The downside of being a road warrior is that you can’t spend as much time with your pets…
But my Scottish Fold cat had his own adventure this summer. He went on a stuffed toy tour of Poland, with Panda Tours. (Here’s the full story.)
Meanwhile, my film team and I went on a long and slightly grueling trip throughout Spain, Morocco and Portugal.
Since we aren’t on the road full time, we try to combine as many destinations, partners and projects into a two or three-week leg. This way, we can keep flights to a minimum and capture a lot of content, in a limited amount of time. Then, we can go home and work on this material for you, in various formats (videos, travel stories, photos).
For our Southern Europe journey, we partnered with Spain Tourism Board, Portugal Tourism, and Eurail (riding between the cities on their rail passes). We also stayed with hotels like the art nouveau El Palauet Barcelona (here are all the photos).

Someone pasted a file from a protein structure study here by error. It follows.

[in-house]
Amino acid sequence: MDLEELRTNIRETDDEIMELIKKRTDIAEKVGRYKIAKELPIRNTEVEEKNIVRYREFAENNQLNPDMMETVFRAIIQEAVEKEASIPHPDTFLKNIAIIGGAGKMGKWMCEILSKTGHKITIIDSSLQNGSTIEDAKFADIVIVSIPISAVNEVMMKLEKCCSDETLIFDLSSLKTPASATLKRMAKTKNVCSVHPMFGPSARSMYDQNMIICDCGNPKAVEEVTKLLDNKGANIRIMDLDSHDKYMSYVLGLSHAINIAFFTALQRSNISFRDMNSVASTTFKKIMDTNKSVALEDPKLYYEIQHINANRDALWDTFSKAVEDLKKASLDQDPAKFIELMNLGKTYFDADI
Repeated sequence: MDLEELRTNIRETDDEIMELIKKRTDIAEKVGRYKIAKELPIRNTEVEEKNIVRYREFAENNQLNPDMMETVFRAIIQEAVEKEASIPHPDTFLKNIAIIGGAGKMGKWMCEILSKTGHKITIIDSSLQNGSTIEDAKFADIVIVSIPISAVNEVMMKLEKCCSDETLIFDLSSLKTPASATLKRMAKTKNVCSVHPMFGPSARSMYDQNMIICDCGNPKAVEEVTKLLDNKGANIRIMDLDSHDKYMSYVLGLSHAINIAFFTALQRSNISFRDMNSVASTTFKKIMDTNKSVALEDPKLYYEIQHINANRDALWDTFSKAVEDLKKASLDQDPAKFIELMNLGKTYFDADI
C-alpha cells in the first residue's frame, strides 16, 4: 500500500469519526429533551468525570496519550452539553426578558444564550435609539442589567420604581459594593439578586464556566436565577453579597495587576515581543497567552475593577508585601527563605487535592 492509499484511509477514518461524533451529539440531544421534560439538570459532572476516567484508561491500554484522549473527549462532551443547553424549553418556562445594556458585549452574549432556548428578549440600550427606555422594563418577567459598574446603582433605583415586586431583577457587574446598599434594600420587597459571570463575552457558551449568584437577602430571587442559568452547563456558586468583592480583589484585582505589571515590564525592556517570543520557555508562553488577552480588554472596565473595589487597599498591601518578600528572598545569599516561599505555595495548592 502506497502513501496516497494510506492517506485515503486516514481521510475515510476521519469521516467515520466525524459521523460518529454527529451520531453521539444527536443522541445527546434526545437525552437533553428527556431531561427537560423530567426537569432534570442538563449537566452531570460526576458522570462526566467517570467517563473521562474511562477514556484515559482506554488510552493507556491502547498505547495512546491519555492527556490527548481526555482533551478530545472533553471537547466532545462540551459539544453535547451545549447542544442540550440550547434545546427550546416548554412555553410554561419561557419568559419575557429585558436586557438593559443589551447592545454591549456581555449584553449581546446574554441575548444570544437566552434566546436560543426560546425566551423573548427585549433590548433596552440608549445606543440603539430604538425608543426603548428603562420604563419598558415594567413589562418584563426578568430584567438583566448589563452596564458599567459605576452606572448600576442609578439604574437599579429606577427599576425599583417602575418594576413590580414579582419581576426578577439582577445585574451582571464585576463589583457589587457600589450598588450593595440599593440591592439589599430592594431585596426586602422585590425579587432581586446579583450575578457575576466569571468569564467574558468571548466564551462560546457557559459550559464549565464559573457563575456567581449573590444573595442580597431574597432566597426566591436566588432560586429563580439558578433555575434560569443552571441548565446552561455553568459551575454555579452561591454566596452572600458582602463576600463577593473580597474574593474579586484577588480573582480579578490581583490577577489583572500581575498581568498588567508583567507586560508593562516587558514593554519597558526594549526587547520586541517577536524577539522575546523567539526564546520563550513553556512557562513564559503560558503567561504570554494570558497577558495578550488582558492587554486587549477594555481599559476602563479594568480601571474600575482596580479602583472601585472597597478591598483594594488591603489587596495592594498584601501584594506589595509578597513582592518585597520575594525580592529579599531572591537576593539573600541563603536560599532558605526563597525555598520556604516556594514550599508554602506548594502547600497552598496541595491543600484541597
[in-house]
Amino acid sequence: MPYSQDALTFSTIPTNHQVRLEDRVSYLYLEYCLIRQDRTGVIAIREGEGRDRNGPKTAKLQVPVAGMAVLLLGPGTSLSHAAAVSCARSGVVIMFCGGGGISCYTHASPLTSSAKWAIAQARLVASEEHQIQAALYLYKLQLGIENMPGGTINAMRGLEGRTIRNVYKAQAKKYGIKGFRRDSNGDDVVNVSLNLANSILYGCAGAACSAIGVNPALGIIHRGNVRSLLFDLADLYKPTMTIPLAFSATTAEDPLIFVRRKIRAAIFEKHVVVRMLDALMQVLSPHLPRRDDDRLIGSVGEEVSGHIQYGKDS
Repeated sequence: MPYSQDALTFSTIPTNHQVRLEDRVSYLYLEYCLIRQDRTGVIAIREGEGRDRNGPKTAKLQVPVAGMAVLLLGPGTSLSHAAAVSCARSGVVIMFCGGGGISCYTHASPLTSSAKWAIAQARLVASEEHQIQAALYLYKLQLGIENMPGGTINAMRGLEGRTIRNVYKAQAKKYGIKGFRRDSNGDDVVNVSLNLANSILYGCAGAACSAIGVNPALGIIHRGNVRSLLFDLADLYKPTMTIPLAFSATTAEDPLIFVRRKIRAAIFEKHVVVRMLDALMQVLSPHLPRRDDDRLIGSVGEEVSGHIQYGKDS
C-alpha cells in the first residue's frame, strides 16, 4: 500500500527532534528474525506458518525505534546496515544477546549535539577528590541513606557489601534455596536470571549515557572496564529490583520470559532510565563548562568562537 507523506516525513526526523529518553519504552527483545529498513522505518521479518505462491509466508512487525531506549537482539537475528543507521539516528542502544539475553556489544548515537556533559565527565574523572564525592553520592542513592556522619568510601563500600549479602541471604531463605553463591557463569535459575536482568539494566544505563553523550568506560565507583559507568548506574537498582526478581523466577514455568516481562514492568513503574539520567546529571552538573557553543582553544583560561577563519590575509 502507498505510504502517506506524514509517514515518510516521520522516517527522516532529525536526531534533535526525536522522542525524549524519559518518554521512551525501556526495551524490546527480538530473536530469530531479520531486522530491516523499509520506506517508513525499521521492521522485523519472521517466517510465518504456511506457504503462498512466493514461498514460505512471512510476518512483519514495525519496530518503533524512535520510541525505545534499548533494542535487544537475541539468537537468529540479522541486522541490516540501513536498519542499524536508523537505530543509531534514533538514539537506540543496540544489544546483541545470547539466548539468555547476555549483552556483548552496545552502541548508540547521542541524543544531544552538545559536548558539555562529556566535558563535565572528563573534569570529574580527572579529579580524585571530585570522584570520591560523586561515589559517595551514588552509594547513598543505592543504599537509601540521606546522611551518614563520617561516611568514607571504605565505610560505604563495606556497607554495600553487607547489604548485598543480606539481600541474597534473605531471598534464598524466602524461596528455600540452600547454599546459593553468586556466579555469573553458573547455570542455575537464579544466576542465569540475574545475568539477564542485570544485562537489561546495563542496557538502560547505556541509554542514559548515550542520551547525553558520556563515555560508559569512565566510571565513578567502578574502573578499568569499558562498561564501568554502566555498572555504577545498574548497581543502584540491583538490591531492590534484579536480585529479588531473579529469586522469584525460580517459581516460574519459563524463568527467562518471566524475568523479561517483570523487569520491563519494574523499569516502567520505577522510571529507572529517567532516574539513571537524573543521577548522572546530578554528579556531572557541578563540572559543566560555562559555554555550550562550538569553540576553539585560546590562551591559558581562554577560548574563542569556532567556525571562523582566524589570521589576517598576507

We’ll only ever team up with partners that are a natural fit with our niche (artistic, creative, offbeat travels). It’s a delicate balance, and we turn down a lot of offers. At the end of the day, our primary mission is to capture worldwide stories that otherwise wouldn’t get a voice — such as punk rock artists in Iceland, and women running collective businesses in Morocco.
A perfect example: We worked with Plan-It Fez Tours for our Morocco journey (driving from Tangier to Fez, Marrakesh, Essaouira). Thanks to their translation and expertise, we were able to stay in Berber villages and interview locals.
We were happy to get the word out Plan-It Fez, since their approach was exactly in line with ours (and we wholeheartedly recommend their tours for travelers to Morocco). With their support, we were able to dive right into the culture — such as by taking a henna workshop with ladies of all generations.
- If you’re interested in more, enjoy all my Morocco posts here.
As I mentioned, we try to visit multiple destinations in one go. From Marrakesh, we flew to Lisbon and took the train to Porto.
When tourism boards assist us (with a driver, accommodations, meals etc), we can cover more ground in a short period, without stressing about the logistics of getting around. Keep in mind that we aren’t traveling as tourists for leisure, but have work responsibilities — so we can’t just show up somewhere and “wing it.”
I haven’t gotten around to sharing all my stories from Portugal yet, but they’re coming up… and this country is now one of my favorites in all of Europe!